Ernie Allen, president of the National Center for Missing and Exploited Children, added on "The Early Show on Saturday Morning" that White's case involves what is probably the longest span between a youngster being abducted by a stranger and the child being found.
White, now 23, was kidnapped when she was 19 days old from Harlem Hospital in 1987, but recently managed to track down her biological family in New York, in part with the help of Allen's organization, and has reunited with them.
Authorities in North Carolina say the woman who raised White has violated her probation and is believed to be on the run. A warrant has been issued for her arrest.
Corrections officials tried repeatedly to contact Ann Pettway after finding out investigators want to question her in White's abduction. Pettway is on probation because of a conviction for attempted embezzlement and is not allowed to leave the state.
Authorities declared Pettway a probation absconder Friday, resulting in the arrest warrant. Her name has been put into a national law enforcement database.
"We definitely believe she is willfully fleeing supervision," said Pam Walker, a spokeswoman for the North Carolina Department of Correction.
White had long suspected Pettway wasn't her biological mother because she could never provide her with a birth certificate. No suspects were ever identified in White's 1987 disappearance.
White had been living under the name Nejdra Nance in Connecticut, then Atlanta.
Her family members say they believe Pettway was the kidnapper.
A case like that of White, Allen told "Early Show on Saturday Morning" co-anchor Russ Mitchell, is "very rare. Obviously, there are some high-profile cases in which stranger-abducted children have been recovered after long periods of time. Jaycee Duggard, Elizabeth Smart, Shawn Hornbeck and a few others. But it's not typical. This is the longest-term stranger abduction recovery that we're aware of."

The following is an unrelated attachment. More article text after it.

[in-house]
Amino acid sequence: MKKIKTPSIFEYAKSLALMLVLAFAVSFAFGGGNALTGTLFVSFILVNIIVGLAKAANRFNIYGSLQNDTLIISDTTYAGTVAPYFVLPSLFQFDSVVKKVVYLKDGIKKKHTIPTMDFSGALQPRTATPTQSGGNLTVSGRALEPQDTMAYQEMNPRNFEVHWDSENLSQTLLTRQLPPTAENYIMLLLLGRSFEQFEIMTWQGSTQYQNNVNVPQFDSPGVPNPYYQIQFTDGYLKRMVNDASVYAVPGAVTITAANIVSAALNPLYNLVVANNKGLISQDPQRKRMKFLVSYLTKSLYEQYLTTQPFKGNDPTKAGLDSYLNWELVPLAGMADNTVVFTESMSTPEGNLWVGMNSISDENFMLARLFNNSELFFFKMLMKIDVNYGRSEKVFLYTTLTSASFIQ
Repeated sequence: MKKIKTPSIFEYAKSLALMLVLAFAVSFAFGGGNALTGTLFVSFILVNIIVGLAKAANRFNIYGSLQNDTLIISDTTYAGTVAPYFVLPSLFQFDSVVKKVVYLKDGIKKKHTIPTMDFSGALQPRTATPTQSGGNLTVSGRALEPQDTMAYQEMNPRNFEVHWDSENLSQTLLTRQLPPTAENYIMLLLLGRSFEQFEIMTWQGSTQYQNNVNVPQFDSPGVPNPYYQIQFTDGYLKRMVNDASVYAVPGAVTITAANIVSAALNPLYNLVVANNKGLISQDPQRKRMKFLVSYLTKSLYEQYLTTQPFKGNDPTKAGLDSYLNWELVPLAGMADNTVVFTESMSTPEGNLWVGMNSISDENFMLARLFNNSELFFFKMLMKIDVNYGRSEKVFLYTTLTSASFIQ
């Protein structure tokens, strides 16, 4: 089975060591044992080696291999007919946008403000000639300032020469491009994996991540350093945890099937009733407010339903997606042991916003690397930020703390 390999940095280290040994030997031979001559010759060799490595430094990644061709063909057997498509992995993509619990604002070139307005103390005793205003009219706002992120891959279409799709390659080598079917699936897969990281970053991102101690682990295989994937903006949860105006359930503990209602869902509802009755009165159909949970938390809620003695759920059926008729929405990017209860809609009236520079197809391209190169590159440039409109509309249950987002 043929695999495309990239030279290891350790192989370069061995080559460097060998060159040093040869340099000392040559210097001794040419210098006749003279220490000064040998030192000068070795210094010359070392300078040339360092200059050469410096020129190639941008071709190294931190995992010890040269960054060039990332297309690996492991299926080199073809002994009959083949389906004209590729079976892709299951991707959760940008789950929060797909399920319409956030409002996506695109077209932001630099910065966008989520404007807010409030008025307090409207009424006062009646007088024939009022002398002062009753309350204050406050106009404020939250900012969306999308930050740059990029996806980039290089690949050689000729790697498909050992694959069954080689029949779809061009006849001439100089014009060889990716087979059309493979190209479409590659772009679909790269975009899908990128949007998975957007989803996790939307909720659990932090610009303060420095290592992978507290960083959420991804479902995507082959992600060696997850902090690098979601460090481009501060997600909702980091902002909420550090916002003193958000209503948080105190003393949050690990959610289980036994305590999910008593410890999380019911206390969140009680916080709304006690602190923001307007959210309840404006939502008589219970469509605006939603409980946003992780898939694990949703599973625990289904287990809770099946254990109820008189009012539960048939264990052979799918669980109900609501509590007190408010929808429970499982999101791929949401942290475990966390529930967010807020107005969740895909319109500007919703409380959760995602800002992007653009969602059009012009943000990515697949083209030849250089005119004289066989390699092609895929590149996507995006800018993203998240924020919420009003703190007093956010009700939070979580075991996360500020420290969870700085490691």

Allen explained that White "had been identifying things that troubled her over an extensive period of time. Apparently, she went to our website, looked at a number of the photos of missing children, and then on Dec. 22, she called our hotline. She said, 'I don't know who I am.'
"Our hotline interviewed her, took a lot of facts, a lot of details; we developed timelines, we began to look at physical characteristics, and rule out other long-term cases, ultimately working with the NYPD (New York Police Department). The NYPD did DNA tests that confirmed this was, in fact, that same child abducted as a 3-week-old infant 23 years ago."
Allen says his organization gets calls like White's on occasion, but people in her position "typically" don't reach out.
Still, "We've certainly been inundated by calls from people questioning who they are since the identification of Carlina. We want people to reach out. They should call 1-800-THE-LOST. They should go to our website, MissingKids.com, to look at these photos, and we think the general public can help us identify and reunite even more families of these long-term missing children."
Allen says someone who snatches infants or newborns is most-often a woman: "Usually emotionally disturbed, trying to keep a relationship alive, bringing a baby home to keep a man in her life. So, in many ways, (Pettway) does fit the profile.
"But the investigation is ongoing. NYPD and federal law enforcement are involved. We hope that whoever is responsible for this will be held accountable and brought to justice soon."
Reintegration with a biological family is "difficult," Allen says. "You have to take it a day at a time. Our staff is trying to assist with [White's] reunification. But I think all signs are very positive. This is a mom who never gave up hope, never stopped battling for her little girl, and Carlina is a remarkable young woman, strong, self-sufficient, who set out to find out who she was.
"All indications are the reunification of this family is very positive, and there's a great future ahead for everybody," he said.